Fruit trees that were so full of blossoms this spring that they looked like giant snowballs foretell a heavy crop of fruit later this year.
Too much, perhaps, for the branches to support. And surely so heavy that next year's harvest could be paltry.
Some fruit trees are prone to a feast-and-famine cycle -- a heavy crop one year and a light crop the next. My Macoun apple tree is one of the worst in this regard among the score or so apple varieties that I grow.
Fortunately, this tendency toward "biennial bearing" can be reined in.
Blame it on hormones
Hormones produced in fruit seeds are to blame for biennial bearing. The hormones suppress flower-bud formation, which begins in fruit trees the year before the flowers actually unfold. So a heavy crop one year -- and, hence, a lot of seeds -- quells flower-bud formation that year, and flowering and fruiting the next year. In a year with few fruits, hormone levels stay low, so many flower buds are initiated and in the next year trees are a riot of blooms.
The way to thwart this feast-and-famine tendency is to reduce the number of fruits in a tree's "feast" year.
Pruning is one way to do it -- cutting off some stems that would have flowered and gone on to bear fruit. The time for pruning most fruit trees is past, though; it was back in late winter and early spring, before growth began again.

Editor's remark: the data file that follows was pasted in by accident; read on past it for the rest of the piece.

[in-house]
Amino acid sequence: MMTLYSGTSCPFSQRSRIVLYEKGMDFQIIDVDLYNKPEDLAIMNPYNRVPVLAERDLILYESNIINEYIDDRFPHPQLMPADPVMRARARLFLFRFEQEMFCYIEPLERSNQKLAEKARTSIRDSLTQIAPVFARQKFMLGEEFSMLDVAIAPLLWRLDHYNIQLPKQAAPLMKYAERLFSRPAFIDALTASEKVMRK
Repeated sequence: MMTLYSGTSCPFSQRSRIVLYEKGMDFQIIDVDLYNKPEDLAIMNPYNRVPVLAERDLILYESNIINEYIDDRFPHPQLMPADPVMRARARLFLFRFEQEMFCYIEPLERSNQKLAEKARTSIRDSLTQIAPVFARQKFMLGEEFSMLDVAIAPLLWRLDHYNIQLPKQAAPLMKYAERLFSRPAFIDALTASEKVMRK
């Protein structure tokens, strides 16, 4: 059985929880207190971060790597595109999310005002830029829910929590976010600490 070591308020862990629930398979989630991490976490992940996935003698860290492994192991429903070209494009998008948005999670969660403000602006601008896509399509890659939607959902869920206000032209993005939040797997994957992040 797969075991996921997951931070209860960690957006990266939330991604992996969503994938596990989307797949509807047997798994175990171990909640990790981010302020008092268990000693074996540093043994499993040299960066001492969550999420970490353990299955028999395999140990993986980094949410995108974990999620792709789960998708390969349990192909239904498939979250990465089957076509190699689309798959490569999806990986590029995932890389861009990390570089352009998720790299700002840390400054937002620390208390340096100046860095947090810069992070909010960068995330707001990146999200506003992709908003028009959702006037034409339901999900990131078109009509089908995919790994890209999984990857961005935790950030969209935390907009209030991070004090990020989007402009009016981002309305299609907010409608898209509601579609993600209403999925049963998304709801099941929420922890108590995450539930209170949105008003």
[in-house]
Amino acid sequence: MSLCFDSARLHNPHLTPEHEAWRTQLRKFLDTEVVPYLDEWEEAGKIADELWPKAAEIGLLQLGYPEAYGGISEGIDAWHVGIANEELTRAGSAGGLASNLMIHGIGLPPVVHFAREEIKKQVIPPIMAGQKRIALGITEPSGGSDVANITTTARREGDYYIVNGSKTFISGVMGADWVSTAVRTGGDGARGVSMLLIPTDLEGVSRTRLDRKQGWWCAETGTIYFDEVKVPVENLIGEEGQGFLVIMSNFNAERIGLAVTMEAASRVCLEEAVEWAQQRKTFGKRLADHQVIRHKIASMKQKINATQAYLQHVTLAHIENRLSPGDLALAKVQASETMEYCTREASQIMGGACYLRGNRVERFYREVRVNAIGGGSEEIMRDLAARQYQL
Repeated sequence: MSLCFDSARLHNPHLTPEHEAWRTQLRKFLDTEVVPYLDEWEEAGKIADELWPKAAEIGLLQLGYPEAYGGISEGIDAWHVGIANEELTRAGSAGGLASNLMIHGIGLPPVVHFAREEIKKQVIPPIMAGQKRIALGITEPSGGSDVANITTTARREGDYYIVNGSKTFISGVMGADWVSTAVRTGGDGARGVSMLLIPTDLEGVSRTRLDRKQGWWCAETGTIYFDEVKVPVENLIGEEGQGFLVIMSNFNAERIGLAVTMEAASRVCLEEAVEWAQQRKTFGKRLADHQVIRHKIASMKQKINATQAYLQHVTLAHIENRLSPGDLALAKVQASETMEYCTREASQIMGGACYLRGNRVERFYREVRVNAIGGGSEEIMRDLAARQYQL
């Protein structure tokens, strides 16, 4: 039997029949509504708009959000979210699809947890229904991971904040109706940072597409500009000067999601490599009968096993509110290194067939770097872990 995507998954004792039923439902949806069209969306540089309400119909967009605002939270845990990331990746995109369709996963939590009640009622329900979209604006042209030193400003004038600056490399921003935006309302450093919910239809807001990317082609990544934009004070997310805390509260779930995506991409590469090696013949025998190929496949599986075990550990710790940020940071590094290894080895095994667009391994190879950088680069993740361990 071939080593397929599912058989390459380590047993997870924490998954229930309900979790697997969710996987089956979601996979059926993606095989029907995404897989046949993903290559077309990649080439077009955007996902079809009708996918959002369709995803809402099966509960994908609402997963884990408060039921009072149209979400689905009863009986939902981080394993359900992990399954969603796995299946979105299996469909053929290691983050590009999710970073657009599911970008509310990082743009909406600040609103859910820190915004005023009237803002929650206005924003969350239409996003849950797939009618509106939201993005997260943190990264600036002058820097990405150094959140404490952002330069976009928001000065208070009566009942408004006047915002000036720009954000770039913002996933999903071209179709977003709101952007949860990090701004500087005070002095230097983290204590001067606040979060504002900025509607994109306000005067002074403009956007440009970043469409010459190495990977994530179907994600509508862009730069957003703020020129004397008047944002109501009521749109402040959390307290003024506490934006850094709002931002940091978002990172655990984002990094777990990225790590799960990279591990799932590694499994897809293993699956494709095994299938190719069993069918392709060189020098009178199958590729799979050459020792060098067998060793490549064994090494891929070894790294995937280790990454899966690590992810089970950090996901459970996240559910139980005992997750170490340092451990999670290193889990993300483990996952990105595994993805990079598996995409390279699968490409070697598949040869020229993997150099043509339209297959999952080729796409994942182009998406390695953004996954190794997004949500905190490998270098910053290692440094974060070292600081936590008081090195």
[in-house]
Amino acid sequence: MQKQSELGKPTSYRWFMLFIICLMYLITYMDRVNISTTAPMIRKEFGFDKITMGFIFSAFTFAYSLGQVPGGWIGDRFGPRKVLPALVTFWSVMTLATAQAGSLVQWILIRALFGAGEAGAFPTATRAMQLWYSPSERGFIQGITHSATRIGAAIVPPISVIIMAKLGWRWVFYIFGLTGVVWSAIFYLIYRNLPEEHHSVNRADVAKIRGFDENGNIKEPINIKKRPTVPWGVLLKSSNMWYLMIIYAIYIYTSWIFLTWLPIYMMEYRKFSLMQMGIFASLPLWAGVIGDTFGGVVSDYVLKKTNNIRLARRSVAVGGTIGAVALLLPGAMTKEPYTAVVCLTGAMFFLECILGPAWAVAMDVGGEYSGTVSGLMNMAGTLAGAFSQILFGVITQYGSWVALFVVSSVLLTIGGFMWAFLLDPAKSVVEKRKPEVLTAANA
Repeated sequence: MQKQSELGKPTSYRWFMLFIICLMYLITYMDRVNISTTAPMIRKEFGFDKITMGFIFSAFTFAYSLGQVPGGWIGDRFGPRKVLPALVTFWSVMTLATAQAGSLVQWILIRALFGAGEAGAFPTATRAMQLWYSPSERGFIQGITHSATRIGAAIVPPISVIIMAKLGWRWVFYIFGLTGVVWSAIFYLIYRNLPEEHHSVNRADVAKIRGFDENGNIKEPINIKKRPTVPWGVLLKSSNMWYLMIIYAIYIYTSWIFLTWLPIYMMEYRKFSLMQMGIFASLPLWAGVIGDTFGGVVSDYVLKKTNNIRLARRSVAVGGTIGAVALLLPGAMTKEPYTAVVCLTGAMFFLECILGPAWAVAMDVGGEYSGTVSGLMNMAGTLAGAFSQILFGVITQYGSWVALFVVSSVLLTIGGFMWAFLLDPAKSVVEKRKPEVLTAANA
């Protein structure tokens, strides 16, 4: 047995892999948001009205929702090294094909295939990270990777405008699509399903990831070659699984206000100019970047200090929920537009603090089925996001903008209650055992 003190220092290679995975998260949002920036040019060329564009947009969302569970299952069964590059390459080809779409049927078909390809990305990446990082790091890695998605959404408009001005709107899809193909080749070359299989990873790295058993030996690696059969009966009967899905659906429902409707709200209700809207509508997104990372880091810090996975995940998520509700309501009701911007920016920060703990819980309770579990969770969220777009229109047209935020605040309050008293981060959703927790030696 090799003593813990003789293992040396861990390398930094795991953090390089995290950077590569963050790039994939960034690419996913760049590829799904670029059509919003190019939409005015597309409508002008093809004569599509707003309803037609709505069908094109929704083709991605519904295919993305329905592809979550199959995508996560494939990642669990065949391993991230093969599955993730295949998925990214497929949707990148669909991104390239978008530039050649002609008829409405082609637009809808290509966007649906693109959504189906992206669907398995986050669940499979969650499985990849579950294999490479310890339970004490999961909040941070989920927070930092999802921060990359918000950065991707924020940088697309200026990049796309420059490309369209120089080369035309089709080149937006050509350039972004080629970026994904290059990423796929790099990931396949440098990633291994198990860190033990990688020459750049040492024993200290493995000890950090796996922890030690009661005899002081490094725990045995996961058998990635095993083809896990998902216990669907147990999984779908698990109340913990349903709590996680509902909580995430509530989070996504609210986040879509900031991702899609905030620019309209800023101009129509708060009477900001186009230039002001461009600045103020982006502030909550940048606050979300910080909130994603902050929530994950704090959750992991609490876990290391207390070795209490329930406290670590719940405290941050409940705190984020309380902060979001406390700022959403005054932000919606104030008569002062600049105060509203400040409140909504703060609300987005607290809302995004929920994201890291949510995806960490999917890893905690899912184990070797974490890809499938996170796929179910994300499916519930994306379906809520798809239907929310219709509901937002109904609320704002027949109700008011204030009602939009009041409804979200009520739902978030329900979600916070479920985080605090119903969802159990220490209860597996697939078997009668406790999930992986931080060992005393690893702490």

Pruning, of course, has effects beyond those on biennial bearing, and each kind of fruit tree has its own pruning needs. Still, as you prune to open a tree up to light and air, and to control its size, you are also removing potential fruits and seeds. And shortening branches puts remaining fruits closer to the trunk, where they are less likely to break a limb.
But pruning alone is generally not enough to get a fruit tree out of a bad habit. Now is the time to start looking over your trees and "thinning" -- that is, removing -- excess fruitlets. Focus your energy on larger fruits, such as apples, pears and peaches, because thinning would be too tedious -- and has little effect -- on small fruits such as cherries and small plums.
Take matters in hand
The sooner you begin thinning, the greater the benefit next year, especially with apple trees. I use my thumbnail or a pointy pair of flower shears. If you have a lot of trees, you might opt for more labor-saving methods, such as blasts of water from a hose or batting the flowers with a piece of hose slid over the end of a broomstick. Many commercial orchardists thin their fruits with chemical sprays.
No need to complete all the fruit thinning in one session. Ideally, do it in two waves. The first is after fruits begin to form. The second is right after June drop.
After carrying extra fruitlets to get it through spring frosts and other early-season calamities, a tree gives a sigh of relief that danger has past, and decides it's OK to shed some fruits. Once that happens, look over your trees and put a few inches of space between each developing fruit, selectively saving those that are largest and most free of blemishes.
Fruit thinning has other benefits, too. It reduces pests, such as codling moth -- the "worm" in an apple -- because Ms. Codling prefers to lay eggs in apples that are touching each other.
Fruit thinning also lets the tree pump more energy, which translates into bigger size and better flavor, into those fruits that remain.
If you grow Asian pears and want to grow good-tasting ones, be especially bold with fruit thinning. These trees tend to bear heavily, and without bold thinning, the fruits are almost tasteless. Put a few inches between one fruit and the next, and their taste will be ambrosial.